# Graph with $\Theta(2^n)$ minimum $(s, t)$-cuts

Is there any graph with $$\Theta(2^n)$$ minimum $$(s, t)$$-cuts?

Given an undirected graph $$G = (V, E)$$ and two distinct vertices $$s$$ and $$t$$ of $$G$$. A minimum $$(s, t)$$-cut is a $$(S, T)$$ cut of G which has the minimum cost over ALL cuts of G, and which also satisfies the additional requirement that $$s \in S$$ and $$t \in T$$. A minimum $$(s, t)$$-cut does not neccessary have to be a global minimum cut.

• Is a minimum $(s,t)$-cuts a global minimum cut which is also a $(s,t)$-cut, or a $(s,t)$-cut that has minimum cost among all $(s,t)$-cuts? If it is the latter, then my answer is incorrect and you should look at @InuyashaYagami's answer. May 17 at 18:08
• @Nathaniel as the term is defined in the script of my uni. A $(s, t)-$cut has a minimum cost over ALL cuts of $G$. So I think a $(s, t)$-cut also has to be a global minimum cut. May 17 at 18:14
• In that case, I should delete my answer. Sophie you should edit your question in that case. Thanks for the clarification. :). You shoud simply say global min cut instead of s,t min cut. May 17 at 18:21
• @InuyashaYagami I suggest you don't delete your answer, as it is an interesting answer for another definition, and it could maybe help someone who reaches this question with similar keywords but uses the other definition. May 17 at 18:25
• @InuyashaYagami I share Nathaniel's opinion May 17 at 18:26

If we fix the vertices $$s$$ and $$t$$ in the graph, then we can have an exponential number of $$(s,t)$$ min-cuts.

Following is an example of a graph that contains an exponential number of $$(s,t)$$-min cuts.

Let the vertex set be $$V = \{s\} \cup \{u_{1},\dotsc,u_{n}\} \cup \{v_1,\dotsc,v_n\} \cup \{t\}$$. Let the edges set contains the edges $$(s,u_{i})$$, $$(u_{i},v_{i})$$, and $$(v_{i},t)$$ for each $$i \in \{1,\dotsc,n\}$$. Therefore, there are total $$3 n$$ edges. Each edge has capacity $$1$$.

Let $$C = (S,T)$$ be a cut such that $$s \in S$$ and $$t \in T$$. Consider the vertices $$u_{i}$$ and $$v_i$$. There are four possibilities:

1. $$u_i \in S$$ and $$v_i \in T$$. Then edge $$(u_i,v_i)$$ is in the cut.
2. $$u_i \in T$$ and $$v_i \in S$$. Then edge $$(u_i,v_i)$$ is in the cut.
3. $$u_i \in S$$ and $$v_i \in S$$. Then edge $$(v_i,t)$$ is in the cut.
4. $$u_i \in T$$ and $$v_i \in T$$. Then edge $$(s,u_i)$$ is in the cut.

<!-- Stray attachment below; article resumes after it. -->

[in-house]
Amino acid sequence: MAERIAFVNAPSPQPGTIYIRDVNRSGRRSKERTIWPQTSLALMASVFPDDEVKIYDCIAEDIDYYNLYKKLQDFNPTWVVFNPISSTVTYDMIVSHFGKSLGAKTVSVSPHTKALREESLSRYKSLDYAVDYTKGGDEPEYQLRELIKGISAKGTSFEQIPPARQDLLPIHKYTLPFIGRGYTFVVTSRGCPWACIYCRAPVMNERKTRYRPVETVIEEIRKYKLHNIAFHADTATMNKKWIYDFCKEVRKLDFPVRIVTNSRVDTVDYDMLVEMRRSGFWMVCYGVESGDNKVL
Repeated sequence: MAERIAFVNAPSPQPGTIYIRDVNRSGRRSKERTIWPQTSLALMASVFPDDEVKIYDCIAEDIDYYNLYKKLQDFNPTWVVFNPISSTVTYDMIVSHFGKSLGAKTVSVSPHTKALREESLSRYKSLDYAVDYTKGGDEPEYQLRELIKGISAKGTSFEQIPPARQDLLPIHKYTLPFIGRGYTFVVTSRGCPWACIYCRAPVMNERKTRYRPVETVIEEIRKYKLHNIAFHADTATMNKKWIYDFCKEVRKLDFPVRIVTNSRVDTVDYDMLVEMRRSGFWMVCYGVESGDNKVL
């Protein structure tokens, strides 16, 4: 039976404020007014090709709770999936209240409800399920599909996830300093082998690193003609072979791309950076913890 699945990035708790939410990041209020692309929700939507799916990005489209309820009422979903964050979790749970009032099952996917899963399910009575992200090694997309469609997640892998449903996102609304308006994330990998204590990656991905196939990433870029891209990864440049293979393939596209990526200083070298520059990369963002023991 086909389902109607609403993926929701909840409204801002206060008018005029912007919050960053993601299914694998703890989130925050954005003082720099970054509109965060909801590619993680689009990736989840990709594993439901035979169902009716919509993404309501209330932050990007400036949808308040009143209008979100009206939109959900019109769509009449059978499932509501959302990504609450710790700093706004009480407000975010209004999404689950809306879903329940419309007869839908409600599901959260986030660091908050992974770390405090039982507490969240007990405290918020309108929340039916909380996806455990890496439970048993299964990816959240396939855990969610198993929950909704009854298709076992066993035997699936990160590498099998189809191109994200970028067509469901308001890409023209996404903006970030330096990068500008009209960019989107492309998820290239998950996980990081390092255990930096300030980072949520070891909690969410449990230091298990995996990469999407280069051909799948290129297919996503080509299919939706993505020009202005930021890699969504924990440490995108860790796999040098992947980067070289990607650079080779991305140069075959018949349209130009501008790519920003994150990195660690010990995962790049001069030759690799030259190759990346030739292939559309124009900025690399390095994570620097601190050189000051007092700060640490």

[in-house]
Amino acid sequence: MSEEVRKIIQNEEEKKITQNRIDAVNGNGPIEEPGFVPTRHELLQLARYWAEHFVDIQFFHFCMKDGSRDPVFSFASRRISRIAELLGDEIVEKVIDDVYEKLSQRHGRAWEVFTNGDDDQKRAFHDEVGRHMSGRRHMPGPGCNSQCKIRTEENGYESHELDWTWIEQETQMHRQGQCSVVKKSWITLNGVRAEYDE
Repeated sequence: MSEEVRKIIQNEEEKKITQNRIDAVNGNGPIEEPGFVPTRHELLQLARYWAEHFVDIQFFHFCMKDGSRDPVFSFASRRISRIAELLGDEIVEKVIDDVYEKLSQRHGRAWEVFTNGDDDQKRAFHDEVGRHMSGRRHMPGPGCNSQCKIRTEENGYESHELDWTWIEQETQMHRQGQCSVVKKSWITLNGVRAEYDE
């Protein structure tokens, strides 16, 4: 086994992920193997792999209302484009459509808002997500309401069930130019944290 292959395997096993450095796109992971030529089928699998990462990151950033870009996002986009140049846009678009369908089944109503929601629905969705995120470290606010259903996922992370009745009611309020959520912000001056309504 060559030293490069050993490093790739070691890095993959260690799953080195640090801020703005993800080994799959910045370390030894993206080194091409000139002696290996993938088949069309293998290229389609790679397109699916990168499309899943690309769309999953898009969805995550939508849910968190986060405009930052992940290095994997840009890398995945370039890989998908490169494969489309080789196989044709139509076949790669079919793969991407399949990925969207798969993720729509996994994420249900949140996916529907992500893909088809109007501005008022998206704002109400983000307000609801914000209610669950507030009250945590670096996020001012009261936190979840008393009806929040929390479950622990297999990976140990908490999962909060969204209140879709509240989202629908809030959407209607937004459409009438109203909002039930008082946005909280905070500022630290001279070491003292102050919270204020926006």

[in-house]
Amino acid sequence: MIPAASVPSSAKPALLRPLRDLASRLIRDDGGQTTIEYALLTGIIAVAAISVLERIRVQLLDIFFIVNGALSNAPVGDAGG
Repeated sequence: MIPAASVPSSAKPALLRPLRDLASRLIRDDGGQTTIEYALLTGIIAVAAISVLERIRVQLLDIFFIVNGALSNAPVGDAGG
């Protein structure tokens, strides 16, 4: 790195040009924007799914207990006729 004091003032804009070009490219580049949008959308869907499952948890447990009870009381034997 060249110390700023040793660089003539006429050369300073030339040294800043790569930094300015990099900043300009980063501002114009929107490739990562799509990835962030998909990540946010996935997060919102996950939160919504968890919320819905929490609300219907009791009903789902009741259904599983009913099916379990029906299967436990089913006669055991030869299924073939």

For every pair of $$u_i$$ and $$v_i$$ at least one edge adds to the cut. Therefore, minimum cut cost is at least $$n$$.

To find all the cuts of size exactly $$n$$, add all the vertices: $$u_1,\dotsc,u_n$$ to $$S$$. It is optional to include a vertex $$v_{i}$$ in the set $$S$$. The remaining vertices, i.e., $$V \setminus S$$ belongs to $$T$$. Any such cut has a capacity $$n$$. Therefore, it is a min-cut. Since there are $$2^n$$ choices of including $$v_{i}$$'s, the total number of min-cuts are $$2^n \in 2^{\Theta(|V|)}$$. Hence, we get an exponential number of min-cuts.

Note: This is an asymptotically tight bound since the possible number of $$(S,T)$$ cuts are at most $$2^{|V|}$$.

• That seems ok to count the number of $(s,t)$-cuts reaching the minimum cost among all $(s,t)$-cuts. May 17 at 18:04

A graph of order $$n$$ has at most $$\frac{n(n-1)}{2}$$ minimum cuts. Since a minimum $$(s,t)$$-cut is also a minimum cut, that answer your question.

• Is there a proof for the claim $\cfrac{n(n - 1)}{2}$ is the upper bound of minimum cuts? I followed your link but could not find any proof May 17 at 17:03
• Okay I think I can construct the proof myself. Thanks. May 17 at 17:06
• The upper bound can be proved with Karger's algorithm. A $n$-cycle have exactly this number of minimum cuts. May 17 at 17:08
• @Nathaniel Can you please check my answer? Can you please check where it is incorrect? Thanks! May 17 at 17:48
• @InuyashaYagami I am still not sure what OP wanted to ask… May 17 at 18:04